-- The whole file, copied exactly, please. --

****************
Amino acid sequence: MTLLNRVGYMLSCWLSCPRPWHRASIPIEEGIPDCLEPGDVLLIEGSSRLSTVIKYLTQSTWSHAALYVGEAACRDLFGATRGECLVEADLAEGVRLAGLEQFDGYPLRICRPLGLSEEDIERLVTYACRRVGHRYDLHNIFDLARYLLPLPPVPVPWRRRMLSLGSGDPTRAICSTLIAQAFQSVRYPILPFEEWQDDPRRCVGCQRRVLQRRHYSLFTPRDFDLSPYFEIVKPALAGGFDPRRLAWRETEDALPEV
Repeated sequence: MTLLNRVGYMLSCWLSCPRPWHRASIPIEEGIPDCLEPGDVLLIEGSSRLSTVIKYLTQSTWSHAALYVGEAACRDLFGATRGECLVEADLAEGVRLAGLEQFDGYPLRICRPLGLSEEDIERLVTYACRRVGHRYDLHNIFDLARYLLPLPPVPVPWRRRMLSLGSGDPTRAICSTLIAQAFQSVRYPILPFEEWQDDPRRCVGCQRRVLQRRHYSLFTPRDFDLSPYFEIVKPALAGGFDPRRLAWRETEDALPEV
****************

Amino acid sequence: MTLLNRVGYMLSCWLSCPRPWHRASIPIEEGIPDCLEPGDVLLIEGSSRLSTVIKYLTQSTWSHAALYVGEAACRDLFGATRGECLVEADLAEGVRLAGLEQFDGYPLRICRPLGLSEEDIERLVTYACRRVGHRYDLHNIFDLARYLLPLPPVPVPWRRRMLSLGSGDPTRAICSTLIAQAFQSVRYPILPFEEWQDDPRRCVGCQRRVLQRRHYSLFTPRDFDLSPYFEIVKPALAGGFDPRRLAWRETEDALPEV
Repeated sequence: MTLLNRVGYMLSCWLSCPRPWHRASIPIEEGIPDCLEPGDVLLIEGSSRLSTVIKYLTQSTWSHAALYVGEAACRDLFGATRGECLVEADLAEGVRLAGLEQFDGYPLRICRPLGLSEEDIERLVTYACRRVGHRYDLHNIFDLARYLLPLPPVPVPWRRRMLSLGSGDPTRAICSTLIAQAFQSVRYPILPFEEWQDDPRRCVGCQRRVLQRRHYSLFTPRDFDLSPYFEIVKPALAGGFDPRRLAWRETEDALPEV